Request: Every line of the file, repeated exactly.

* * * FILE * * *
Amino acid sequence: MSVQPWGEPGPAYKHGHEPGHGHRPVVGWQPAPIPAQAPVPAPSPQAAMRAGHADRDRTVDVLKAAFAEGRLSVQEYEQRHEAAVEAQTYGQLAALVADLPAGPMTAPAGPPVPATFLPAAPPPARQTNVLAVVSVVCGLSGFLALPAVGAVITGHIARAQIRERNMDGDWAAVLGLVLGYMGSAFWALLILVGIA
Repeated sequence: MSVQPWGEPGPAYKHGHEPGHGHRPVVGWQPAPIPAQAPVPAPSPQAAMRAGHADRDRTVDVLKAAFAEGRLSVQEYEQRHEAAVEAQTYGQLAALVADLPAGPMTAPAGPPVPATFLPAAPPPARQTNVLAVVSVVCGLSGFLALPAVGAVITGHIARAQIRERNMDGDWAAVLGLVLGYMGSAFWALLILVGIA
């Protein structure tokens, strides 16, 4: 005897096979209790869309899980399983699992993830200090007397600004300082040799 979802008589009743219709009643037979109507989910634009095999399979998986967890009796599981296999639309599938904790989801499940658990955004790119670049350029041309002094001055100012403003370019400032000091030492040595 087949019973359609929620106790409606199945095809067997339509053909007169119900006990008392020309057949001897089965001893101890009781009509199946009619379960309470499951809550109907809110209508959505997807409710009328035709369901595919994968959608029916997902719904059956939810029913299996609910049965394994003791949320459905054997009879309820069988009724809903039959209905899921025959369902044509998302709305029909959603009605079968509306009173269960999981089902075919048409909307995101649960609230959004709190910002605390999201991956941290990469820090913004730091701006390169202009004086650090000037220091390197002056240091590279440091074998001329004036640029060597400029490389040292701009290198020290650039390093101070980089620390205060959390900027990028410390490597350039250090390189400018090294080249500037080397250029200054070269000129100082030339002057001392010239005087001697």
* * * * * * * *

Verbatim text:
Amino acid sequence: MSVQPWGEPGPAYKHGHEPGHGHRPVVGWQPAPIPAQAPVPAPSPQAAMRAGHADRDRTVDVLKAAFAEGRLSVQEYEQRHEAAVEAQTYGQLAALVADLPAGPMTAPAGPPVPATFLPAAPPPARQTNVLAVVSVVCGLSGFLALPAVGAVITGHIARAQIRERNMDGDWAAVLGLVLGYMGSAFWALLILVGIA
Repeated sequence: MSVQPWGEPGPAYKHGHEPGHGHRPVVGWQPAPIPAQAPVPAPSPQAAMRAGHADRDRTVDVLKAAFAEGRLSVQEYEQRHEAAVEAQTYGQLAALVADLPAGPMTAPAGPPVPATFLPAAPPPARQTNVLAVVSVVCGLSGFLALPAVGAVITGHIARAQIRERNMDGDWAAVLGLVLGYMGSAFWALLILVGIA
């Protein structure tokens, strides 16, 4: 005897096979209790869309899980399983699992993830200090007397600004300082040799 979802008589009743219709009643037979109507989910634009095999399979998986967890009796599981296999639309599938904790989801499940658990955004790119670049350029041309002094001055100012403003370019400032000091030492040595 087949019973359609929620106790409606199945095809067997339509053909007169119900006990008392020309057949001897089965001893101890009781009509199946009619379960309470499951809550109907809110209508959505997807409710009328035709369901595919994968959608029916997902719904059956939810029913299996609910049965394994003791949320459905054997009879309820069988009724809903039959209905899921025959369902044509998302709305029909959603009605079968509306009173269960999981089902075919048409909307995101649960609230959004709190910002605390999201991956941290990469820090913004730091701006390169202009004086650090000037220091390197002056240091590279440091074998001329004036640029060597400029490389040292701009290198020290650039390093101070980089620390205060959390900027990028410390490597350039250090390189400018090294080249500037080397250029200054070269000129100082030339002057001392010239005087001697």